The most important part of minute’s silence is the end

Bill Nighy and the cast of Ordeal by Innocence

VERITY LUSH: This is my idea of Christmas telly torture

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Tube announcements will be halted and buses will be brought to a standstill in London tomorrow as a minute’s silence is observed at 11.30am to mark the 10th anniversary of the July 7 attacks.

It will be a minute in which we can remember the victims and think again about the events of that day.

Again there was that moment, the point at which the 12 chimes of Big Ben finished and then we all went back to work

For the people who loved those killed and injured in the attacks, and for those who somehow survived, that minute will be 60 full seconds of remembrance.

For the rest of us, the single most important moment within that minute is at the end when we go back to doing what we were doing before — quietly defiant.

That will be the moment the terrorists lose their battle to intimidate their targets —10 years on and we’re still winning that war.

One of the things I remember from that time a whole decade ago is the willingness and determination of Londoners to get back to work.

They wanted to get the city moving again and to use their routine as a way of sticking two fingers up at deluded Islamicists willing to give up their lives in the pursuit of taking many others.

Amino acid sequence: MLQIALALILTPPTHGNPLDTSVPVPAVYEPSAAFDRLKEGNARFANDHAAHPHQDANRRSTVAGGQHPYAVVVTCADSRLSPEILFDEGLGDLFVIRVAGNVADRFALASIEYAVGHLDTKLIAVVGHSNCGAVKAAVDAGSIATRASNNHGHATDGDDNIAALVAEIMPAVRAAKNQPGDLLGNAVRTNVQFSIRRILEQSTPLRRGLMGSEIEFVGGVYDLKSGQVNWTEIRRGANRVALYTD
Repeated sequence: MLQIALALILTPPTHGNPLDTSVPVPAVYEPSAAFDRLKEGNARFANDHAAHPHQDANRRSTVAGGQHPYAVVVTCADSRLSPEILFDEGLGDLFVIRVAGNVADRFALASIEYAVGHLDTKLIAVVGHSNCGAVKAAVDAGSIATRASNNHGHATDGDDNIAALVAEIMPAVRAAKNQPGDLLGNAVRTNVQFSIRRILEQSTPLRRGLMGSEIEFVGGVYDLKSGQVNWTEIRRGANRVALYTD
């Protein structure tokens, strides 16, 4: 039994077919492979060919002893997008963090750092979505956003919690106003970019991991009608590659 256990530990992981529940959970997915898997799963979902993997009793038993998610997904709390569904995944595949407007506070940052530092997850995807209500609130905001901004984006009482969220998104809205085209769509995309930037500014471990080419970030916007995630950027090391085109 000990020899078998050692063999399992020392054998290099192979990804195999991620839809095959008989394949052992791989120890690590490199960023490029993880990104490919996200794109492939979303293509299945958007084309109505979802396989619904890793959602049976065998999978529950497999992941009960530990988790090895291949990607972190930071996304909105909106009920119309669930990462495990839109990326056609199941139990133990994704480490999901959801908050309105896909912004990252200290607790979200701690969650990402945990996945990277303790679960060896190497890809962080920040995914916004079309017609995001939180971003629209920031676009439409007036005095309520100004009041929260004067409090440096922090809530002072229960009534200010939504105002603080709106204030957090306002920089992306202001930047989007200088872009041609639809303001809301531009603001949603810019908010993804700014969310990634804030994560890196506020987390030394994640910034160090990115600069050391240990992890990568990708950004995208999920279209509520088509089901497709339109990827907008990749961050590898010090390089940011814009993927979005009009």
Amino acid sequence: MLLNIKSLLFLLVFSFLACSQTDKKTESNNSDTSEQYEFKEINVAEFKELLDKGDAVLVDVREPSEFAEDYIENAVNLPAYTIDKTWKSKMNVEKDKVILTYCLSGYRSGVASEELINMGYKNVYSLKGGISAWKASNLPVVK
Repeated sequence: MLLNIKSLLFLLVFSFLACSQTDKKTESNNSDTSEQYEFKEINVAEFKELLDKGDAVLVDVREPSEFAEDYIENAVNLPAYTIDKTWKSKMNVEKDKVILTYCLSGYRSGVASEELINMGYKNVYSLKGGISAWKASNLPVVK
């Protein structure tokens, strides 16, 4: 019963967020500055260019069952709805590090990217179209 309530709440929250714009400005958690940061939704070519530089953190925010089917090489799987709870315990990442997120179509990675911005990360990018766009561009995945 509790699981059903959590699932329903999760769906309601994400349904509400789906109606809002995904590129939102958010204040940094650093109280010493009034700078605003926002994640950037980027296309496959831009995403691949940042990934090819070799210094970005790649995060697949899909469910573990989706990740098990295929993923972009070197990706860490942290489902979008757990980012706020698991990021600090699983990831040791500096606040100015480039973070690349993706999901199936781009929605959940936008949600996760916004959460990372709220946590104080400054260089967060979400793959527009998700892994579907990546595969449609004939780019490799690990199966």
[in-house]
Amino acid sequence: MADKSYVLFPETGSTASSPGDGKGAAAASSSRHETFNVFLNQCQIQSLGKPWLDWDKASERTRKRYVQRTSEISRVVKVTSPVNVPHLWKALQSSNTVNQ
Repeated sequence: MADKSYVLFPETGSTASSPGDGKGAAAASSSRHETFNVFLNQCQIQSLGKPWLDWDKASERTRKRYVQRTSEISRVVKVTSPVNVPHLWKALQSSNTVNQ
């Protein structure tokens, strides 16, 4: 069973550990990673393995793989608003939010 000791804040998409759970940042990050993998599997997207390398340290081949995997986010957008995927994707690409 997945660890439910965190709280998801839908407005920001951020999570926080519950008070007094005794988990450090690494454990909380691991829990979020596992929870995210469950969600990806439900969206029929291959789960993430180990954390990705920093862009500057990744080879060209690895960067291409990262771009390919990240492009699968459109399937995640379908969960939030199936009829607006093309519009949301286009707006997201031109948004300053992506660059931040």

It is unfortunate that the message has yet to get through — that no matter how big the horror, how innocent the victims, our spirit will be unbroken.

The minute’s silence observed on Friday as a mark of respect to the 38 people, 30 of them British, murdered in Tunisia is the beginning of this process for an atrocity still raw to everyone, let alone those grieving.

Again there was that moment, the point at which the 12 chimes of Big Ben finished and then we all went back to work.

Perhaps the people who support such murder would see the killing of 38 holidaymakers and the delaying of Wimbledon by a whole 15 minutes as some sort of triumph.

Perhaps they think by keeping us off a certain beach in north Africa that they’ve managed to teach us a lesson or two.

Well here’s the message from all of us. Come back in 10 years’ time and see where we are holidaying and see how delayed Wimbledon is.

Then we’ll see who’s really won.